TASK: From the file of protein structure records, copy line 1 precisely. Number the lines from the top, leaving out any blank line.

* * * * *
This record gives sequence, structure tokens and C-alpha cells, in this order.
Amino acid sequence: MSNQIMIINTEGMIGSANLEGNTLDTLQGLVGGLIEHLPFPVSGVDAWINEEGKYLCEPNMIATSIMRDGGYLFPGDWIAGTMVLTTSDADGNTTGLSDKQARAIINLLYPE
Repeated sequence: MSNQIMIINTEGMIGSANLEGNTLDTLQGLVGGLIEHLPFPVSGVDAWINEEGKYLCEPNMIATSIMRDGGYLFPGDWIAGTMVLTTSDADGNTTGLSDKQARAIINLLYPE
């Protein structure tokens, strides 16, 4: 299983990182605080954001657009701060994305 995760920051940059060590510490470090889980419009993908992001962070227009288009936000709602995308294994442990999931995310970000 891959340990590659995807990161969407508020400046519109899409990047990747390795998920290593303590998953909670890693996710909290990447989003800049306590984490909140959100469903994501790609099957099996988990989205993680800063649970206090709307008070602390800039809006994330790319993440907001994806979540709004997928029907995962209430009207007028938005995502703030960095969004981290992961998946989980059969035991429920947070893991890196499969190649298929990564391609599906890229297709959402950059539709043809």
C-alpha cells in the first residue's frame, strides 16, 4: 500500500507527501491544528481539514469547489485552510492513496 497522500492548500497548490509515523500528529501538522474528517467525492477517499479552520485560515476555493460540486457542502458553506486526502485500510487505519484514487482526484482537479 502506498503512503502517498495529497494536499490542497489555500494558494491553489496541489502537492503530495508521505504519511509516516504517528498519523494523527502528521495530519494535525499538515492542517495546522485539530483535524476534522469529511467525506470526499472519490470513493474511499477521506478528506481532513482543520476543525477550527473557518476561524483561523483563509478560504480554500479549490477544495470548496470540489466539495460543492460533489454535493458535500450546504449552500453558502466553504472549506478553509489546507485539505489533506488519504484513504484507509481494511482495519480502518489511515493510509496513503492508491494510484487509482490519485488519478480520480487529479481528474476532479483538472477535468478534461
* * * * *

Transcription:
This record gives sequence, structure tokens and C-alpha cells, in this order.